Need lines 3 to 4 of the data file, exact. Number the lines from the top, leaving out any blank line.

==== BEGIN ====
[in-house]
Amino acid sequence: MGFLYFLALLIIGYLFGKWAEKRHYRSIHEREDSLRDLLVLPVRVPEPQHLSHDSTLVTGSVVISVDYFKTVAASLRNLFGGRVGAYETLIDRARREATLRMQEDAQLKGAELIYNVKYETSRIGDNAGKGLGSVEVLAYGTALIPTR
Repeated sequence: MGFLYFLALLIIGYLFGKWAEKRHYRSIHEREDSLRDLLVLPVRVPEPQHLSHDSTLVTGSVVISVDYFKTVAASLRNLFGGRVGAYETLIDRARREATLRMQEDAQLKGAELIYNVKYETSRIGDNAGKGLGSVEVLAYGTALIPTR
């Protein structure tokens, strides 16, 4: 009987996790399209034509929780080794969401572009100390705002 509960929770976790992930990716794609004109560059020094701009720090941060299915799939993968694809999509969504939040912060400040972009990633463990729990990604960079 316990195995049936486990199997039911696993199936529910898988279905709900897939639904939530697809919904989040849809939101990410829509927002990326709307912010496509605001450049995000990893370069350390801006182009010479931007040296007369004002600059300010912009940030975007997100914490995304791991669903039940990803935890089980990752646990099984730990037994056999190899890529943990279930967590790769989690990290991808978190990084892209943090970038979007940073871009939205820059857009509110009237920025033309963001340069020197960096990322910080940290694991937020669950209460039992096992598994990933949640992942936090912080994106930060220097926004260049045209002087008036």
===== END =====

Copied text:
Repeated sequence: MGFLYFLALLIIGYLFGKWAEKRHYRSIHEREDSLRDLLVLPVRVPEPQHLSHDSTLVTGSVVISVDYFKTVAASLRNLFGGRVGAYETLIDRARREATLRMQEDAQLKGAELIYNVKYETSRIGDNAGKGLGSVEVLAYGTALIPTR
């Protein structure tokens, strides 16, 4: 009987996790399209034509929780080794969401572009100390705002 509960929770976790992930990716794609004109560059020094701009720090941060299915799939993968694809999509969504939040912060400040972009990633463990729990990604960079 316990195995049936486990199997039911696993199936529910898988279905709900897939639904939530697809919904989040849809939101990410829509927002990326709307912010496509605001450049995000990893370069350390801006182009010479931007040296007369004002600059300010912009940030975007997100914490995304791991669903039940990803935890089980990752646990099984730990037994056999190899890529943990279930967590790769989690990290991808978190990084892209943090970038979007940073871009939205820059857009509110009237920025033309963001340069020197960096990322910080940290694991937020669950209460039992096992598994990933949640992942936090912080994106930060220097926004260049045209002087008036």